Imagine an unlocked piano peacefully standing on a busy road and showing a note of warm invitation: Play Me, I'm Yours!
What’s going to happen when there’s such a weird scene in the hustle and bustle?
This seemingly social experiment was initiated by British multimedia artist Luke Jerram, who, in 2008, placed a total of 15 pianos each in different spots of Birmingham for the passers-by, be they music-savvy or not, to play whatever and however they liked. Eventually, some 140,000 people joined within that short period of three weeks.
Thanks to this matchless success, the carefree street art event finally became an official public space collaborative programme called Play Me, I'm Yours in the following year, where 1,500 pianos were transported to some 50 cities around the world for around 10 million people to participate in the last 8 years.
Interestingly, not only is Jerram not a musician at all, but he does not even know how to play the piano either. The motive behind the event stems from the usual indifference of the city: during his weekly visit to a laundry shop, he sees the same faces but no one motivates a conversation - will a piano be able to break the ice and initiate talks in a city filled with dead silence?
"I do hope the urbanites can put aside the headsets and smartphones and take the lead in talking to others," he suggested by exploring new possibility through music, another "language" commonly known all over the world.
To him, a piano in the street is like a musical version of Facebook or a canvas to fill with colours. "We’d better have more freedom of creation, expression, sharing and takeover of public space," he stressed.
At last, he was overjoyed at the result.
Whenever and wherever he launched this programme caused heated discussion and participation while bringing broader imagination of art and space among locals.
Till now at least eight couples got to know each other and became wedded whereas the Italian pianist Samuele Rossini got rid of his penniless life in London and was ultimately recruited by a record company after playing the piano by a station every day.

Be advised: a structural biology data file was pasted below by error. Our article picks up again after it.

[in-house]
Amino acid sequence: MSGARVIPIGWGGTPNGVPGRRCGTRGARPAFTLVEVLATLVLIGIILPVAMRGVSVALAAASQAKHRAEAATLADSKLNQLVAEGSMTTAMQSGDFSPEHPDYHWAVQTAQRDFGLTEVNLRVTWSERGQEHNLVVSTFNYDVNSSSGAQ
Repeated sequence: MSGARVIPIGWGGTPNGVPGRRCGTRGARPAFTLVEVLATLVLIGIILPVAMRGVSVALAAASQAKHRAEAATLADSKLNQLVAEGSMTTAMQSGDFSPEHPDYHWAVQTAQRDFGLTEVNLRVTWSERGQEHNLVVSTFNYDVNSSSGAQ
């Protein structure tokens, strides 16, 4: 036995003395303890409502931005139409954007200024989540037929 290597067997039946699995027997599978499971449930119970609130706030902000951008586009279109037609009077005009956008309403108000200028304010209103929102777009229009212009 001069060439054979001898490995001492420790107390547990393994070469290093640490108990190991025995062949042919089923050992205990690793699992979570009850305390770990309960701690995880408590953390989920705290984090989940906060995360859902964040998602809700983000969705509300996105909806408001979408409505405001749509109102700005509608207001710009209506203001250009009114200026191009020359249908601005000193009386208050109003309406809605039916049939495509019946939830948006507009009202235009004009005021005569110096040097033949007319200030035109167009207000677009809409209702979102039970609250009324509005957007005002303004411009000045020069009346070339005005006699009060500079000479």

The most shocking scene was in the outbreak of the anti-government protests in Ukraine in 2014, protester Markiyan Matsekh was inspired by the programme run in the Paris train station and finally painted a Ukrainian flag and an EU logo on the piano, which eventually served as another “protester” in other cities with demonstrations.
Another stunning example is a photo showing a protester playing the piano calmly in front of an array of riot police was crazily forwarded as international news on the Internet.
Hong Kong being the 48th participating city, the entire ongoing programme started last summer at PMQ, followed in the last five months by different districts including Wanchai, Sham Shui Po, Yau Ma Tei and Jordan. Musicians and the general public were welcomed to play on the spot to turn the whole touring programme into a boisterous street party.
The successful completion of the first phase ending last year fuelled the official launch of the second phase with an even more important part in March this year. 17 pianos were scattered over 17 districts in Hong Kong for a month to see what is going to happen. Indeed, this is way closer to Jerram's initial thought, which is to shape the piano as a part of the community for possible organic interactions among people.
A real social experiment is believed to have just started, with its role from now on as a mirror faithfully reflecting the acceptance and reaction to public art by the city of Hong Kong including the government and the general public.
(To Be Continued)